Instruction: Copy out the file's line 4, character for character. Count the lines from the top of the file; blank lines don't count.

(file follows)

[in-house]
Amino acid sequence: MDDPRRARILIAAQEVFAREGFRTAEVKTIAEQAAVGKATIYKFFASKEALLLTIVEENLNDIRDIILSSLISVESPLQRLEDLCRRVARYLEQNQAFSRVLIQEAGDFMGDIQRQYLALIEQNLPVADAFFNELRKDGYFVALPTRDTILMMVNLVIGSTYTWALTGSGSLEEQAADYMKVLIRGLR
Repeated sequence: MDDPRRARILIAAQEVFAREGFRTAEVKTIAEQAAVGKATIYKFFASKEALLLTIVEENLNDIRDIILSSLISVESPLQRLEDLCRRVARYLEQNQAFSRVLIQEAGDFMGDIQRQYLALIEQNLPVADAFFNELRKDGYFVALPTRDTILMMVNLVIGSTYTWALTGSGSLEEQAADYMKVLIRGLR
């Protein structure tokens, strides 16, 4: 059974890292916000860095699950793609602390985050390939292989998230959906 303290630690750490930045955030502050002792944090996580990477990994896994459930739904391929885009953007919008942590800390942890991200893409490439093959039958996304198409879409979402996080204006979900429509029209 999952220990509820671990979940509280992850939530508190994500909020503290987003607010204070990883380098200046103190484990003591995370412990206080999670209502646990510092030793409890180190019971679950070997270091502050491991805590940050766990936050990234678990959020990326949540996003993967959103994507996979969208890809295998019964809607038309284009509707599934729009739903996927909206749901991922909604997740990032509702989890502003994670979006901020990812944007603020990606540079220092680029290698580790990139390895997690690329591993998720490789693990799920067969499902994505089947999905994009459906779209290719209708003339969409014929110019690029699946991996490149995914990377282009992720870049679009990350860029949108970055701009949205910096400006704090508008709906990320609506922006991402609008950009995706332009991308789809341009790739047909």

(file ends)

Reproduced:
């Protein structure tokens, strides 16, 4: 059974890292916000860095699950793609602390985050390939292989998230959906 303290630690750490930045955030502050002792944090996580990477990994896994459930739904391929885009953007919008942590800390942890991200893409490439093959039958996304198409879409979402996080204006979900429509029209 999952220990509820671990979940509280992850939530508190994500909020503290987003607010204070990883380098200046103190484990003591995370412990206080999670209502646990510092030793409890180190019971679950070997270091502050491991805590940050766990936050990234678990959020990326949540996003993967959103994507996979969208890809295998019964809607038309284009509707599934729009739903996927909206749901991922909604997740990032509702989890502003994670979006901020990812944007603020990606540079220092680029290698580790990139390895997690690329591993998720490789693990799920067969499902994505089947999905994009459906779209290719209708003339969409014929110019690029699946991996490149995914990377282009992720870049679009990350860029949108970055701009949205910096400006704090508008709906990320609506922006991402609008950009995706332009991308789809341009790739047909």